How the robots rocked: Daft Punk’s 10 best songs

Guy-Manuel de Homem-Christo and Thomas Bangalter have hung up their helmets – but not before changing dance music forever

It’s no understatement to say that Daft Punk, who announced their split today, are one of the most influential electronic acts of all time. Since their 1997 debut album ‘Homework’ spawned instant hits including ‘Around the World’, Thomas Bangalter and Guy-Manuel de Homem-Christo developed the sound of French house internationally. And the Parisian pair soon became world-renowned for their now-iconic displays of anonymity too.

They were sampled by Kanye West on ‘Stronger’; appeared fully masked on a surreal GAP advert; collaborated with The Weeknd and bagged an Album of the Year award at the 2014 Grammys for 2013’s ‘Random Access Memories’, which featured collaborations with Nile Rodgers and Pharrell Williams. More unpredictably, they also soundtracked the Disney movie Tron: Legacy. And that’s without delving into their countless iconic music videos which also changed the game in terms of visuals.

After 28 years of changing the music world, they announced the split with an eight-minute video called Epilogue, the pair seen in the desert in their trademark futuristic helmets. When one of them hits a button, an explosion goes off and the screen turns to black. The video finishes with a pair of robot hands alongside the dates 1993-2021. A fitting end.


In honour of their incredible legacy, here are 10 of the best Daft Punk tracks ever.

‘Da Funk’ (1995)

One of the first tracks to send the name Daft Punk stratospheric in the mid-90s, ‘Da Funk’ is an endlessly replayable piece of pop-culture history that will still be relevant in another 100 years. The acid-infused instrumental, which is widely considered as one of the 1990s house music classics, is a hard-rock song disguised as a huge dance banger. An impressive achievement that set them on the path to genre-fusing greatness.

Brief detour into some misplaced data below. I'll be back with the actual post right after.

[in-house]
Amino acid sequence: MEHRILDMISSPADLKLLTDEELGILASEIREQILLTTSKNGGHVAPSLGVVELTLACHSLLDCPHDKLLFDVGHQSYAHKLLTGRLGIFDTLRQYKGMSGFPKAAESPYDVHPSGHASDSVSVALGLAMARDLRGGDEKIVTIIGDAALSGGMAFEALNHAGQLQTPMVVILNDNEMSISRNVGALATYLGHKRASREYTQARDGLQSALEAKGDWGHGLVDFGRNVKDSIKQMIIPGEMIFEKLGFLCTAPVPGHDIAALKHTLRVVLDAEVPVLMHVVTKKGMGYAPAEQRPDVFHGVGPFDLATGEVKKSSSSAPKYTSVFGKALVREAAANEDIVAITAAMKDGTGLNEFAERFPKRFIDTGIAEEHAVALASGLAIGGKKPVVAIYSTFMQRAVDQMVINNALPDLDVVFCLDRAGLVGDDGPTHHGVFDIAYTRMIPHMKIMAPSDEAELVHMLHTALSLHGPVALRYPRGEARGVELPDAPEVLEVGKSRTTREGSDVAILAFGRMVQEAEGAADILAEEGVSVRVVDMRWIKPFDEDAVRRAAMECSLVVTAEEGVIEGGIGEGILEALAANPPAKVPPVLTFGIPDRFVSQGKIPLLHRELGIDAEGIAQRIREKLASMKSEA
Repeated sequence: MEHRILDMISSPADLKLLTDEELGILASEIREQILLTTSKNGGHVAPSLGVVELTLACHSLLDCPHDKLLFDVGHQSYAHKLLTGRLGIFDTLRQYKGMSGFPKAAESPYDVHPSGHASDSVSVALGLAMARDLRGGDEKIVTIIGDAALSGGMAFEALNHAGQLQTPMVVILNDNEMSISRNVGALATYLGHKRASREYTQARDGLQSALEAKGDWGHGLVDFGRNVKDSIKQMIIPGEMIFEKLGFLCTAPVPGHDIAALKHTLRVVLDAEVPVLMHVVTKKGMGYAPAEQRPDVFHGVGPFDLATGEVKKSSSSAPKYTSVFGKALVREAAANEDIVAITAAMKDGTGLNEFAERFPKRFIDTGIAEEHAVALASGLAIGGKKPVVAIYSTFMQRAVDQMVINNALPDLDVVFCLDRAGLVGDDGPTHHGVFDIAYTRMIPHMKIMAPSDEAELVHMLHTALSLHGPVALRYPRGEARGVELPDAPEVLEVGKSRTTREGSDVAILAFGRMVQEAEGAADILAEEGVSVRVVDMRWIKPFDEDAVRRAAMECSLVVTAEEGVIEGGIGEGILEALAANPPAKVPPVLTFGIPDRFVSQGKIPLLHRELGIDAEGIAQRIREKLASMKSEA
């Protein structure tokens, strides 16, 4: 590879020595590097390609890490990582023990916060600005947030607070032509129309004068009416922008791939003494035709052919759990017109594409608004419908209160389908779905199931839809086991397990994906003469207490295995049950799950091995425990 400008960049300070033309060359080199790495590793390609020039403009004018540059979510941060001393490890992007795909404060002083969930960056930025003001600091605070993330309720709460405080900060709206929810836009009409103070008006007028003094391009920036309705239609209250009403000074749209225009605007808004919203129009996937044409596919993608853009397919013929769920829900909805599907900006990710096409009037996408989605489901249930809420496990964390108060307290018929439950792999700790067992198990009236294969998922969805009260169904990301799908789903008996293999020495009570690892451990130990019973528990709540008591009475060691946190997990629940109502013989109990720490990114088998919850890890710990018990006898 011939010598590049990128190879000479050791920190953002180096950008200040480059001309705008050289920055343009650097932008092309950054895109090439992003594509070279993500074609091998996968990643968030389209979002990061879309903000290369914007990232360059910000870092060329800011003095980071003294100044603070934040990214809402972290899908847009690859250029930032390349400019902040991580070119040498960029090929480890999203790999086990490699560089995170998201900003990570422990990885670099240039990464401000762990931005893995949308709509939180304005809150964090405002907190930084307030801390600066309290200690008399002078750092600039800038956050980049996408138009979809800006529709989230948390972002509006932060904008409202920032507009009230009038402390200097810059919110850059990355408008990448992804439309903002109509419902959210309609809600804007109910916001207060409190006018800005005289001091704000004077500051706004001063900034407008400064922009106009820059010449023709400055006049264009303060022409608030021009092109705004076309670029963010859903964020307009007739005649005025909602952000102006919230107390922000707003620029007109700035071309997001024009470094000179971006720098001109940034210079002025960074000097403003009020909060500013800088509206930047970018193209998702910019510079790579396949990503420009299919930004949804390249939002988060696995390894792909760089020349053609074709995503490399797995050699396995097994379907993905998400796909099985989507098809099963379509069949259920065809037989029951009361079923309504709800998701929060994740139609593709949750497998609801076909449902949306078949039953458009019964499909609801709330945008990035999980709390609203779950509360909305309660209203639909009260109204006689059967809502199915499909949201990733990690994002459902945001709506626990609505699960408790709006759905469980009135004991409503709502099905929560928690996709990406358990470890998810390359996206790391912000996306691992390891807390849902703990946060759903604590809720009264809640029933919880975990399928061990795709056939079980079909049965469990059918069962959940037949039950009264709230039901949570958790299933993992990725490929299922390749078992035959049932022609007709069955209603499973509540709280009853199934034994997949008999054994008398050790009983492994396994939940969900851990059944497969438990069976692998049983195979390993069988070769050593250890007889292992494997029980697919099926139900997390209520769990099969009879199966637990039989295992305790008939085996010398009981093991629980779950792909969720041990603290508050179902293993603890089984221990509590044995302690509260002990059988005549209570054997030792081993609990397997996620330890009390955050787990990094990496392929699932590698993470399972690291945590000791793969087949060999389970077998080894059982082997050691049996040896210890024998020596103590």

‘Around The World’ (1997)

Fusing the worlds of disco, funk and electro and ushering in a new age of dance music, this lyrically simplistic earworm – which built on the momentum of their breakthrough hit ‘Da Funk’ – proves that if you’ve got a great pulsing beat and a catchy vocal that impossible to get out of your heard, listening to virtually the same thing for more than seven minutes is a delight rather than a drawn-out chore. Two-and-a-half decades later, this highlight of their ‘Homework’ album remains one of their most memorable tracks, as does its iconic video.

‘One More Time’ (2000)


The ultimate party anthem, this instantly recognisable banger and stand out of their ‘Discovery’ album sounds just as massive today as when it was released 21 years ago. There’s just something about it that hits all the right spots: as soon as the immediately uplifting beat kicks in, the robots deliver a slice of electro euphoria that’s arguably not been beaten. Its cultural impact cannot be understated either: since landing at the turn of the century, this slice of dance-pop perfection has kept audiences across the globe dancing wildly and singing at the top of their lungs.